I have pondered for quite some time if I should write this article at all. So much has been said about the safety of women in India following the events on 16 December 2012 in Delhi when six men gang-raped a young woman who later died from her horrendous injuries that I feel the term “gang-rape” is used with an awful ease these days. Having spent the past 100 days mostly on my own in places big and small, crowded and deserted, in people’s homes and hotels, on streets, trains and buses, I feel a need to express my view to other female solo travellers who might be concerned about whether India is a safe place to go. Just like millions of people around the world I was shocked by the rape incident. It was unimaginable for me as to what might have led to this horrible act and to the brute force with which it was committed. Public speculations have flown high since then as to how many rapes might occur and go unreported in India. And just by reading the news an image started to form that for women, India might be one of the most dangerous places in the world. But there is a fact that is as sad as it is true: rapes do occur everywhere, not only in India. This is by no means to defend what happened. But collapsing into an unobjective frenzy about this matter neither helps local women nor female travellers from abroad.
Apparently, though, this is what happened, especially after another brutal rape of a Swiss tourist camping in the central Indian countryside. This is when I received worried messages from home. At first I was surprised by the strong concern of my family and friends, but realizing how these incidents were highlighted in the news, it became very clear to me. From the outside it must have felt as if all of India had gone mad. What I would like to say to this is that it feels very different from the inside.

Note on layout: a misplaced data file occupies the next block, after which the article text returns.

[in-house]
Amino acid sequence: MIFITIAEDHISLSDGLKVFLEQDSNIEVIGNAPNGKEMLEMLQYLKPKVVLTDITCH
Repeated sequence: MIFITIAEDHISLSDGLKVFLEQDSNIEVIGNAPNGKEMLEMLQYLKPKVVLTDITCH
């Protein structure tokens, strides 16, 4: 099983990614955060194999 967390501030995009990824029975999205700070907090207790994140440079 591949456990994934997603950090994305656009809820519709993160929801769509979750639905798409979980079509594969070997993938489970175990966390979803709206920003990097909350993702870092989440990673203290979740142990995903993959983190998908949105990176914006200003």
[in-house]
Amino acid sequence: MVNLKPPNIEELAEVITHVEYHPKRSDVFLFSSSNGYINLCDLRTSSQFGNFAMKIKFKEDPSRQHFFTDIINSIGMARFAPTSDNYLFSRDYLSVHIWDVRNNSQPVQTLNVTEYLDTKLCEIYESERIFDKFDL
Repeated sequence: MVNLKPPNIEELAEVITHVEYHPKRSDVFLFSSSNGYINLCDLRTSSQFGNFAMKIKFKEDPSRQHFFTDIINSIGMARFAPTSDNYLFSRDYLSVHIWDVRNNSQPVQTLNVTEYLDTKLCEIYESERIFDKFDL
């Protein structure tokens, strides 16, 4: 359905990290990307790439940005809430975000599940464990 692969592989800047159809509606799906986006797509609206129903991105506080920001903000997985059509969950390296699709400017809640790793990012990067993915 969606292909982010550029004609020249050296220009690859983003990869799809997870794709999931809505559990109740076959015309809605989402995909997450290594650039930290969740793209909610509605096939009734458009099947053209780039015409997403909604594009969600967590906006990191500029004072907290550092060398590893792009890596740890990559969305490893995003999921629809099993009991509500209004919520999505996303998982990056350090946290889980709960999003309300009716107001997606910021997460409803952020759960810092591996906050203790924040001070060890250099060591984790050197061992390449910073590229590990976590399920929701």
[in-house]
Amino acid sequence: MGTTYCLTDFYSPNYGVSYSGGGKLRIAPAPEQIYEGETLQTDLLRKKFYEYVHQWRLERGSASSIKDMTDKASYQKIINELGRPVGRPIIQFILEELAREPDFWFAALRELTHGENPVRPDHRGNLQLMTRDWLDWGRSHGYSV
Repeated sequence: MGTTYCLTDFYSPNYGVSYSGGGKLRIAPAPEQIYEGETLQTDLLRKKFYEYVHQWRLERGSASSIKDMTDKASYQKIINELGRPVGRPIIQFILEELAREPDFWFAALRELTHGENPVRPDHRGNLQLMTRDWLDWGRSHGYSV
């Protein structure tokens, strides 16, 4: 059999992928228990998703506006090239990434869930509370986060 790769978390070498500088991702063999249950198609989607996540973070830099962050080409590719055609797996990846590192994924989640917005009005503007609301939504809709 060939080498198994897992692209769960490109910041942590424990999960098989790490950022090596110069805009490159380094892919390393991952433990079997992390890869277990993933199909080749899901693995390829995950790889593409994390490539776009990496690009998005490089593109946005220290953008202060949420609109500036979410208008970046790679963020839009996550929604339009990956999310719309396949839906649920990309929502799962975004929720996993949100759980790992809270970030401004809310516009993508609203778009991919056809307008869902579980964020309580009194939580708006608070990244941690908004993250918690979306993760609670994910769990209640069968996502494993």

My general impression after 15 weeks spent with strangers is that Indian men are for the most part friendly, embarrassingly helpful and rather shy, in fact. I have stopped counting times in which I had asked for directions and were not only told but taken to my destination, when people would “adopt” me for a short period of time while waiting for a train or make sure to keep some extra-distance so I would not feel uneasy around them. Not to mention the sadness and outrage these crimes have evoked in them who now feel ashamed and discredited as a whole by some individuals.
Yet, there are some facts that should not be left unsaid. Being stared at, for example, is almost inevitable in India – by men and women. Sometimes, entire crowds looked at me intensely, making me feel very awkward at first. But after a while I understood that this is not necessarily a sign of aggression. It is more a matter of cultural difference. While we were told that staring is rude, in India it is a sign of interest and sometimes concern. In my case, it often happened out of mere curiosity or a lack of understanding why a woman would travel alone. I had frequent conversations in which it turned out that people were actually worried that I might not have a family to travel with. The concept of the joint family is still very much alive in India and travelling individually is not very common.